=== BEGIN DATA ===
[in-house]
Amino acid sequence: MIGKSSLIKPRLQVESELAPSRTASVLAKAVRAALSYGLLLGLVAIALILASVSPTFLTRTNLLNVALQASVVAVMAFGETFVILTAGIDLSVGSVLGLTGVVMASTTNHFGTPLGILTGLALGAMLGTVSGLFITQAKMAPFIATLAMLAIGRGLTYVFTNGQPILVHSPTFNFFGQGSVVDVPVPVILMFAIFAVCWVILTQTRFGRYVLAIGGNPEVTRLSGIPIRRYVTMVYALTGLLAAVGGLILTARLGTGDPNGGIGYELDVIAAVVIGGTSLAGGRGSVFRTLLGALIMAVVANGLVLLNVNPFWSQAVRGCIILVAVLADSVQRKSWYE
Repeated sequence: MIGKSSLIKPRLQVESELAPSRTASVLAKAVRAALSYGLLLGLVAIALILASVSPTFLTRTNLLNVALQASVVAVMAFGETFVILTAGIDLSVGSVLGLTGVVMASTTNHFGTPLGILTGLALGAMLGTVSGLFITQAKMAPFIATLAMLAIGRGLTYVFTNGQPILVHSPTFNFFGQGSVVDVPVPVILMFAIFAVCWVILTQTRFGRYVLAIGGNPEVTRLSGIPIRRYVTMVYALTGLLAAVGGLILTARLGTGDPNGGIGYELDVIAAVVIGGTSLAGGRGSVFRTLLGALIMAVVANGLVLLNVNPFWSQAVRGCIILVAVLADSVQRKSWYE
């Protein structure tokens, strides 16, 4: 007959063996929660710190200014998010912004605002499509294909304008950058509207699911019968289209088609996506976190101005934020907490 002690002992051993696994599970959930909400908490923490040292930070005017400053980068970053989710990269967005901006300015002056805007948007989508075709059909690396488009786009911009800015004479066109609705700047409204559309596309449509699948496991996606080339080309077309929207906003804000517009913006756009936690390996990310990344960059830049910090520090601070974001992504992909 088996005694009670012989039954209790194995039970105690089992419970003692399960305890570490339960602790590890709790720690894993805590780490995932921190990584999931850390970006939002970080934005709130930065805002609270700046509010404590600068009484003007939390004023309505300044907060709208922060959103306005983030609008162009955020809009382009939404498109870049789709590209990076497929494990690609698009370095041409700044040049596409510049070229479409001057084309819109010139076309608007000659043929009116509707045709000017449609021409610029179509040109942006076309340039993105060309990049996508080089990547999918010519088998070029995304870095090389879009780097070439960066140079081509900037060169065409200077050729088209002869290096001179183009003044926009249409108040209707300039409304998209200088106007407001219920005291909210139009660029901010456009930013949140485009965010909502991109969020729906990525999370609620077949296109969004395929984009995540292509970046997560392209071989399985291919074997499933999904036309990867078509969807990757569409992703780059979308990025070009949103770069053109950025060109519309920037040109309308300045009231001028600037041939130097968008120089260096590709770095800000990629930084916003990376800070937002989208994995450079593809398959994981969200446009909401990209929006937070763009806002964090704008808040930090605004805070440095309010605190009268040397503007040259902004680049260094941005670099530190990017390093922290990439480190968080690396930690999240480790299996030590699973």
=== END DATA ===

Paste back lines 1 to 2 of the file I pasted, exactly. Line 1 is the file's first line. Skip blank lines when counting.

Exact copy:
[in-house]
Amino acid sequence: MIGKSSLIKPRLQVESELAPSRTASVLAKAVRAALSYGLLLGLVAIALILASVSPTFLTRTNLLNVALQASVVAVMAFGETFVILTAGIDLSVGSVLGLTGVVMASTTNHFGTPLGILTGLALGAMLGTVSGLFITQAKMAPFIATLAMLAIGRGLTYVFTNGQPILVHSPTFNFFGQGSVVDVPVPVILMFAIFAVCWVILTQTRFGRYVLAIGGNPEVTRLSGIPIRRYVTMVYALTGLLAAVGGLILTARLGTGDPNGGIGYELDVIAAVVIGGTSLAGGRGSVFRTLLGALIMAVVANGLVLLNVNPFWSQAVRGCIILVAVLADSVQRKSWYE